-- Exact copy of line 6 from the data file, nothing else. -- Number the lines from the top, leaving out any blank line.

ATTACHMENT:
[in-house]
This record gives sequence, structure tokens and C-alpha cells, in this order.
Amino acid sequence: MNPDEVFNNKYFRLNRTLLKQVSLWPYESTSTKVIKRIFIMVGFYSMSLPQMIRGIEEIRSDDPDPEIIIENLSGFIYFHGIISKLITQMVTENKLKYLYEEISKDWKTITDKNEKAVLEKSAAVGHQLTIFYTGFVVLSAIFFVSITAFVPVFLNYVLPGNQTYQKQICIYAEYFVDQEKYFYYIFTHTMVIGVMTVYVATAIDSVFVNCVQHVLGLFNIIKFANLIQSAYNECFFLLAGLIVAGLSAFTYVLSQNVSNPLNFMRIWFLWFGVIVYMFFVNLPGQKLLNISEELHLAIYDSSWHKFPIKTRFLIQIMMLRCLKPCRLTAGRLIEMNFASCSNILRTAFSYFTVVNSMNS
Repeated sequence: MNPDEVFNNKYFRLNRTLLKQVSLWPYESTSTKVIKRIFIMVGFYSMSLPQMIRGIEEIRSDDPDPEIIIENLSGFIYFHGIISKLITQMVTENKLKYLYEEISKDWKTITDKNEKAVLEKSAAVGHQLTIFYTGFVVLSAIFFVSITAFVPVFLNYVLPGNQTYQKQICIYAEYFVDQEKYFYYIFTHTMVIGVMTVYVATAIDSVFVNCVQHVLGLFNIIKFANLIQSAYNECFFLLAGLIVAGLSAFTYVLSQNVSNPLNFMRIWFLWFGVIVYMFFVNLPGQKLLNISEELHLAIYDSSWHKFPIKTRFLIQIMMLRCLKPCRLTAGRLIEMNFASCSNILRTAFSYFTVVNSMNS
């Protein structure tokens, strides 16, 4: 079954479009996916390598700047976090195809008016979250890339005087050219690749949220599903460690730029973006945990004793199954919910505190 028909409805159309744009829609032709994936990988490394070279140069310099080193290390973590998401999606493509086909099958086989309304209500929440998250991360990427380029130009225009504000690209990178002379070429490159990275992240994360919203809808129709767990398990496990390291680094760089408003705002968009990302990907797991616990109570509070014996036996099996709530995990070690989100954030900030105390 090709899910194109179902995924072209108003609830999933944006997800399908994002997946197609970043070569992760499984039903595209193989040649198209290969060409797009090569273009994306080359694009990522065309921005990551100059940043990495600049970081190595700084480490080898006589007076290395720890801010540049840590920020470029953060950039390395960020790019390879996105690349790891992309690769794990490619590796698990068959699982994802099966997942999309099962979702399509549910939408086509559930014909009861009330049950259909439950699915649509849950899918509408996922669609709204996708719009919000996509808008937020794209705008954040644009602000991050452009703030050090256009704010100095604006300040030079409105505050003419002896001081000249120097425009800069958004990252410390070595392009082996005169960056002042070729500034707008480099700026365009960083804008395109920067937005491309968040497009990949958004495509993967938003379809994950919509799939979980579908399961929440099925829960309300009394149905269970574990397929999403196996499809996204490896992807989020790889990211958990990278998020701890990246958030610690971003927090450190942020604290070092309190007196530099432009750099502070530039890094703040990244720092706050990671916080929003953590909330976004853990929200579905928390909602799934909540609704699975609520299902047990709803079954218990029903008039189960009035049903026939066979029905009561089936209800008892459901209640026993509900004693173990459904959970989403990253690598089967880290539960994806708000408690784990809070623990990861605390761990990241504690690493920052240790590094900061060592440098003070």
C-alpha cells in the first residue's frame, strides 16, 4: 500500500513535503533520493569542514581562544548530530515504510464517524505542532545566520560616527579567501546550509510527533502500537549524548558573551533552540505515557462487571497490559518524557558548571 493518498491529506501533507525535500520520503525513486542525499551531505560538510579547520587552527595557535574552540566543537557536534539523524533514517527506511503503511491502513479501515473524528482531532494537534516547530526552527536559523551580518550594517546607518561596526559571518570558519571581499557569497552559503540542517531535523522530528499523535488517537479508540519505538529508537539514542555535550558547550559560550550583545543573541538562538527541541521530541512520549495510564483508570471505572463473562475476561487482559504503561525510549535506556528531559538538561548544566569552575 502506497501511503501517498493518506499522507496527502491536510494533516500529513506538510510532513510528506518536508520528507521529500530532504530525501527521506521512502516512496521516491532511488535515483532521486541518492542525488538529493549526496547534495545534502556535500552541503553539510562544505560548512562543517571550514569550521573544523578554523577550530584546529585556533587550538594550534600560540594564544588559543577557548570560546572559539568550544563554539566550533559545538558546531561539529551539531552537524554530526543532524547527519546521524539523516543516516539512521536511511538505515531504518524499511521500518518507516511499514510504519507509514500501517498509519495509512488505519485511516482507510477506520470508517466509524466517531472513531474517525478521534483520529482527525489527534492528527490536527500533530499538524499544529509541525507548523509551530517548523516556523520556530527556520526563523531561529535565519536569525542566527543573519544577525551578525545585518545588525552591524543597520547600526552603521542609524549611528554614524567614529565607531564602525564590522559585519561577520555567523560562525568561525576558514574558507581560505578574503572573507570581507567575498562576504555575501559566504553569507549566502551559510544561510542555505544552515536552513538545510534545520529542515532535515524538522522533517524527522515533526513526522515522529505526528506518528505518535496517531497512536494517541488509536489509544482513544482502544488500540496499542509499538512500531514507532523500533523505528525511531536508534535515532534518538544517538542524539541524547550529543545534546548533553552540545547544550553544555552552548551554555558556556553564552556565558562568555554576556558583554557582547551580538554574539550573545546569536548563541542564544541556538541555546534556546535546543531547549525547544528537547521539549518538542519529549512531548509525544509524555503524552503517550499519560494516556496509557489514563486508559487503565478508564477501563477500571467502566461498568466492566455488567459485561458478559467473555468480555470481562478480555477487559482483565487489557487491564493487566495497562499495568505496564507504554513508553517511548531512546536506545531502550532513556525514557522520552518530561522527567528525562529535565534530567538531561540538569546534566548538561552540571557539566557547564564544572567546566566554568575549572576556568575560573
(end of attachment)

C-alpha cells in the first residue's frame, strides 16, 4: 500500500513535503533520493569542514581562544548530530515504510464517524505542532545566520560616527579567501546550509510527533502500537549524548558573551533552540505515557462487571497490559518524557558548571 493518498491529506501533507525535500520520503525513486542525499551531505560538510579547520587552527595557535574552540566543537557536534539523524533514517527506511503503511491502513479501515473524528482531532494537534516547530526552527536559523551580518550594517546607518561596526559571518570558519571581499557569497552559503540542517531535523522530528499523535488517537479508540519505538529508537539514542555535550558547550559560550550583545543573541538562538527541541521530541512520549495510564483508570471505572463473562475476561487482559504503561525510549535506556528531559538538561548544566569552575 502506497501511503501517498493518506499522507496527502491536510494533516500529513506538510510532513510528506518536508520528507521529500530532504530525501527521506521512502516512496521516491532511488535515483532521486541518492542525488538529493549526496547534495545534502556535500552541503553539510562544505560548512562543517571550514569550521573544523578554523577550530584546529585556533587550538594550534600560540594564544588559543577557548570560546572559539568550544563554539566550533559545538558546531561539529551539531552537524554530526543532524547527519546521524539523516543516516539512521536511511538505515531504518524499511521500518518507516511499514510504519507509514500501517498509519495509512488505519485511516482507510477506520470508517466509524466517531472513531474517525478521534483520529482527525489527534492528527490536527500533530499538524499544529509541525507548523509551530517548523516556523520556530527556520526563523531561529535565519536569525542566527543573519544577525551578525545585518545588525552591524543597520547600526552603521542609524549611528554614524567614529565607531564602525564590522559585519561577520555567523560562525568561525576558514574558507581560505578574503572573507570581507567575498562576504555575501559566504553569507549566502551559510544561510542555505544552515536552513538545510534545520529542515532535515524538522522533517524527522515533526513526522515522529505526528506518528505518535496517531497512536494517541488509536489509544482513544482502544488500540496499542509499538512500531514507532523500533523505528525511531536508534535515532534518538544517538542524539541524547550529543545534546548533553552540545547544550553544555552552548551554555558556556553564552556565558562568555554576556558583554557582547551580538554574539550573545546569536548563541542564544541556538541555546534556546535546543531547549525547544528537547521539549518538542519529549512531548509525544509524555503524552503517550499519560494516556496509557489514563486508559487503565478508564477501563477500571467502566461498568466492566455488567459485561458478559467473555468480555470481562478480555477487559482483565487489557487491564493487566495497562499495568505496564507504554513508553517511548531512546536506545531502550532513556525514557522520552518530561522527567528525562529535565534530567538531561540538569546534566548538561552540571557539566557547564564544572567546566566554568575549572576556568575560573